This Coffee Kombucha combines two great drinks into one. It's the perfect pick-me-up for any time of the day!
This Coffee Kombucha is one of my favorite flavors, and will be in my repertoire for many brews to come. The combination of kombucha and coffee is truly delightful.
I used a secondary fermentation process for this recipe, which is a way to make a guaranteed batch of drinkable kombucha. I was going to try using coffee in the first fermentation instead of black tea, but after reading about all the things that could go wrong, I didn't want to chance it.
Coffee contains oils and is highly acidic, which is why it can be a disaster.
Two Types of Fermentation
The first fermentation of kombucha is when you combine sweetened tea, a kombucha scoby, and some starter tea. You let it ferment for 7-21 days and the result is uncarbonated unflavored kombucha.
For the second fermentation you remove the scoby and take that kombucha you made in the first fermentation and add flavor. You let it ferment for another 3-5 days in sealed bottles. The result is a fizzy flavored drink.
You can ferment the flavored kombucha up to 14 days. It all depends on the amount of sugar content in the flavor you're adding, and the temperature of the room.
Warmer temperatures will cause faster fermentation, and higher sugar content will also speed up fermentation.
What Makes Kombucha Fizzy?
The second fermentation is when kombucha gets fizzy. By putting it into a sealed container at room temperature and adding a sugar source (fruit and / or sweetener), carbon dioxide builds.
This is an overview of the ingredients. To see the full list of ingredients with measurements and instructions, see the recipe card at the bottom of this post.
- Homemade kombucha: You'll need freshly made kombucha that has not been refrigerated yet.
- Coffee: I used cold brew coffee because that's what I drink daily. It is less acidic than other brews. You could also use freshly brewed coffee, just make sure to cool the hot coffee to room temperature.
- Maple syrup: Adds sweetness. You could also use agave syrup, simple syrup, or your favorite sweetener.
Pour ¼ cup maple syrup and ¼ cup cold brew coffee into each bottle. Pour your homemade kombucha into the bottles, leaving 1-2" head space. Let sit 3-5 days at room temperature out of direct sunlight.
Pop open the lids at least once a day. Pressure builds, and this allows it to escape.
Should I Burp My Second Ferment Kombucha?
Yes! If you don't you could have a mess. By adding sugar to the homemade kombucha and fermenting a second time in bottles with swing top lids, you're creating an environment for carbonation. If you don't allow it to escape, you'll have kombucha all over your kitchen.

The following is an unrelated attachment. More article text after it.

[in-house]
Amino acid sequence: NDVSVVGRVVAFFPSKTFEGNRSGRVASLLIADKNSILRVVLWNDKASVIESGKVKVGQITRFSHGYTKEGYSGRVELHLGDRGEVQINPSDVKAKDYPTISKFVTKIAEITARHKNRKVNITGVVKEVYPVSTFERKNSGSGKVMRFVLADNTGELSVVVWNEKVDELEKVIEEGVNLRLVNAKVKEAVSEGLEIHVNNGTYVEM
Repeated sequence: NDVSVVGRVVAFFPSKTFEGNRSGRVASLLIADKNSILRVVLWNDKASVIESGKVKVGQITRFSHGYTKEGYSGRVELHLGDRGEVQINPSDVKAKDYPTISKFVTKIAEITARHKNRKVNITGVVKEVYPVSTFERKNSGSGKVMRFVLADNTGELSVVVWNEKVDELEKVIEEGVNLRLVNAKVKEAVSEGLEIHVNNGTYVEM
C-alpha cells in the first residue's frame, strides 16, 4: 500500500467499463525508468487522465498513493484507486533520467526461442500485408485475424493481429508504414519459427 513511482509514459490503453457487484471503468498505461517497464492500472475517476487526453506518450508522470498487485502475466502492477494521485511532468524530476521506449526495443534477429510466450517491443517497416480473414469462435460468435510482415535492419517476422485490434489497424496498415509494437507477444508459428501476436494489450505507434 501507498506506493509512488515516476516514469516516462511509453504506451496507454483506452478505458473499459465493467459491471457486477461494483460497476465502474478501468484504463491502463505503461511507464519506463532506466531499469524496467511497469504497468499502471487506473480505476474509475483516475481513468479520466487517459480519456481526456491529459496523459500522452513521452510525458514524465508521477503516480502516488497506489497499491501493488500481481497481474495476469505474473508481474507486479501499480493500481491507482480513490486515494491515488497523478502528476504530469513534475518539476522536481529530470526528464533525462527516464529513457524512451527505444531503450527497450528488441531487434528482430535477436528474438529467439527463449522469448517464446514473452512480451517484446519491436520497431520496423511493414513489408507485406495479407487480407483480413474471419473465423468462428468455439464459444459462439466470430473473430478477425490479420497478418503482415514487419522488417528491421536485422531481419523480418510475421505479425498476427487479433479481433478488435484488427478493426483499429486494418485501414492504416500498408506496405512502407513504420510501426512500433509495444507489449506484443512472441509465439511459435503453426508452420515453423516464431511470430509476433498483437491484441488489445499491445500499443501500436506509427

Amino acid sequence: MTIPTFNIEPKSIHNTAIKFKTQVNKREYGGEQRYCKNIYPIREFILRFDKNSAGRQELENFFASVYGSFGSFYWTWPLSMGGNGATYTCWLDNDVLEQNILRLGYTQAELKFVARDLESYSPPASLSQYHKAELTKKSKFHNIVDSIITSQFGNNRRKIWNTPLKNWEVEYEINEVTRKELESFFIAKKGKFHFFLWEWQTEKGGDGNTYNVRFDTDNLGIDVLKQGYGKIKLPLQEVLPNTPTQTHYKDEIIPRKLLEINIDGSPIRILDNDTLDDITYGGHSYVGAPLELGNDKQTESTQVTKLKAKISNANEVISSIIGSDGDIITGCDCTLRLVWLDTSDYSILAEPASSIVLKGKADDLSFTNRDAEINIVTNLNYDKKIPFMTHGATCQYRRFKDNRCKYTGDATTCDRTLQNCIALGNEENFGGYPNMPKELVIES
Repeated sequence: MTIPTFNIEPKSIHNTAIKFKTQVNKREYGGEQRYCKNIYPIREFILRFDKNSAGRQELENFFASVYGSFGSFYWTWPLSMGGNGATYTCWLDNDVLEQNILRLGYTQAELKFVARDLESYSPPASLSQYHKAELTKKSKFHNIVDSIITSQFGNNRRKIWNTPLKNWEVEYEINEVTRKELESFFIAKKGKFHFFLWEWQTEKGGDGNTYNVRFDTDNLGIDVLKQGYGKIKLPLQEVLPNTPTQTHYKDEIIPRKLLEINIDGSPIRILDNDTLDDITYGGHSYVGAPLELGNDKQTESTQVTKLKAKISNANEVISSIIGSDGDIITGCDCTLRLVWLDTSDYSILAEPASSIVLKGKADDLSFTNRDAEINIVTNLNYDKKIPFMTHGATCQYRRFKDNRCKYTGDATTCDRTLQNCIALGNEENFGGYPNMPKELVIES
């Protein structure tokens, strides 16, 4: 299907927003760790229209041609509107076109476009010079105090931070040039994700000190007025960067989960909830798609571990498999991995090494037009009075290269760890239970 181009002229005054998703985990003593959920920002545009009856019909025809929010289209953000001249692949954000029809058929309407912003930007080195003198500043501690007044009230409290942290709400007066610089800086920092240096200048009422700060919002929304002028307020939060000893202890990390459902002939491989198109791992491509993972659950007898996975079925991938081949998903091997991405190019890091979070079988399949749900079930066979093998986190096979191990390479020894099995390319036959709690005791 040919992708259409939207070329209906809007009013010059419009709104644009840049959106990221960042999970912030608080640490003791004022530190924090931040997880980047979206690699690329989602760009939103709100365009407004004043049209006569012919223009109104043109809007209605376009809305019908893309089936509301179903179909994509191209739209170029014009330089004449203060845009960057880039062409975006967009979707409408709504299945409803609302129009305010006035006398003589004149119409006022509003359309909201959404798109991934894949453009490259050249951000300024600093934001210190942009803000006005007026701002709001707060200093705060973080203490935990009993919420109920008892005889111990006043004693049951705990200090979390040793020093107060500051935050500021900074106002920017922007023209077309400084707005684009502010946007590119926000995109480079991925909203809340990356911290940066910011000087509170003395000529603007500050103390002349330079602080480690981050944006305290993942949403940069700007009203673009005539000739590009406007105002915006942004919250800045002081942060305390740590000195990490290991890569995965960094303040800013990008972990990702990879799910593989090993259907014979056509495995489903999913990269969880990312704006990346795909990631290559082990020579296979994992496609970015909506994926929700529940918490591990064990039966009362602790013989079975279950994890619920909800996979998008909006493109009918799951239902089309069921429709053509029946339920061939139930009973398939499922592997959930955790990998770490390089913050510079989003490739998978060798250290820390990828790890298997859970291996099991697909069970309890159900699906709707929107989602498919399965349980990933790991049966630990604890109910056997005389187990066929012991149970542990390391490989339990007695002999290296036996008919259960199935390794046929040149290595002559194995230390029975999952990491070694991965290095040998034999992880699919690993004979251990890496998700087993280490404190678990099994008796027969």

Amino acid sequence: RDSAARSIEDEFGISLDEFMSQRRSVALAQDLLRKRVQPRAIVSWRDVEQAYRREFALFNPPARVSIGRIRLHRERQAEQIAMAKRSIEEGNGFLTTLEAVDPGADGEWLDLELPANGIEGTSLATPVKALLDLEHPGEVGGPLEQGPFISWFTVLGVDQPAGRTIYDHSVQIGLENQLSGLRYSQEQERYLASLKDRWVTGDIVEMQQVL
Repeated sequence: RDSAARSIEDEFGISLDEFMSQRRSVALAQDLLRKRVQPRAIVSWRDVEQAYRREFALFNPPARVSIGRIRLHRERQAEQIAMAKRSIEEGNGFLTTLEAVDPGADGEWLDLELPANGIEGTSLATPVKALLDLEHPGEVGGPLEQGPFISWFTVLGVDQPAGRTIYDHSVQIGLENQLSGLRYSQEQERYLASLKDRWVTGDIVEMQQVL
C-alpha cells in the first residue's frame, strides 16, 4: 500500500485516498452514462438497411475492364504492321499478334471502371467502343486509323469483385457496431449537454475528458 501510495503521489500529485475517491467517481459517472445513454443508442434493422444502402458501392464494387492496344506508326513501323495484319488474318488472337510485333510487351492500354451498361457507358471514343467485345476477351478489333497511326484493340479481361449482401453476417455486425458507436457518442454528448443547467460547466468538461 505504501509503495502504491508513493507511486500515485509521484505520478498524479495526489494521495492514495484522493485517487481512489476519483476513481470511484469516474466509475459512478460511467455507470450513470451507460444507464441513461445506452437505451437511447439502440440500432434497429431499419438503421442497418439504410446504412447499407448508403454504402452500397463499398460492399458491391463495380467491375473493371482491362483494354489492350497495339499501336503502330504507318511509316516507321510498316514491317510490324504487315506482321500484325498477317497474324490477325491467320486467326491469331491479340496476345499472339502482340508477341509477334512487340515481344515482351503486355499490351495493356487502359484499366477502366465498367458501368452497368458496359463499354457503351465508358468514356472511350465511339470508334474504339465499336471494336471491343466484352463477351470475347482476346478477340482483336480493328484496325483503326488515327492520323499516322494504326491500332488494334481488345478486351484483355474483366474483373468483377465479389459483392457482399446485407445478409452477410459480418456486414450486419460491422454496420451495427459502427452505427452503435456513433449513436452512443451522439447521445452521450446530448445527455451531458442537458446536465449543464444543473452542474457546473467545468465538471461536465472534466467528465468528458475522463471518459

How Long Does It Take To Get Fizzy Kombucha?
It can take anywhere from 1-14 days. It depends on a few things.
- It depends how much sugar you have in the kombucha. (Sugar in the form of fruit and / or sweetener.) The more sugar, the faster you'll get carbonation.
- It also depends on the weather. Warmer temperature = faster carbonation. I've had bubbly kombucha after a day in summer months and bubbly kombucha after a week in colder months.
- I recommend using cold brew coffee for this recipe since it's a lot less acidic. I pretty much only drink cold brew coffee, so I didn't even try this with regular coffee.
- Only use bottles with swing top lids! Mason jars and store-bought kombucha bottles that have the seal broken won't hold carbonation.
- Refrigerate after the kombucha is done fermenting.
Since this coffee kombucha recipe is a second fermentation, it is not only foolproof, but it tastes delicious. It has the tart flavor of kombucha combined with bold coffee flavor, and the sweetness of maple syrup.
5 Secrets To Making Kombucha
Kombucha just got easier!
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- 4 (25 ounce) bottles with flip top lids or other air tight bottles
- Measuring cup
- Line up 4 (25 ounce) bottles with flip top lids or other air tight bottles.
- Pour ¼ cup cold brew coffee and ¼ cup maple syrup into each 25 ounce bottle.
- Using a funnel, pour freshly made homemade kombucha into each 25 ounce bottle leaving 1-2" head space.
- Let bottles sit out (at 75° - 85°) 3-5 days, making sure to pop the lids each day to let out the pressure of the carbon dioxide. Taste each day to test its flavor and fizziness.
- Refrigerate when you are happy with the amount of fizz and flavor.
*Note: Nutrition information should be considered an estimate only. Different nutrition calculators give you different results.
**Important! If you are gluten free you may want to avoid coffee altogether. I personally have never had a problem drinking it, and I have a gluten intolerance. It is probably because I drink whole bean organic coffee, and grind it myself. I learned that it can be problematic for people who don't tolerate gluten. So I did some research and one article mentioned to try organic whole bean coffee because it isn't highly processed causing cross-reactivity issues. So please do the research yourself, and test it out. I try to only post recipes that are 100% gluten free since I have a gluten intolerance. I am really careful about avoiding gluten in my daily life.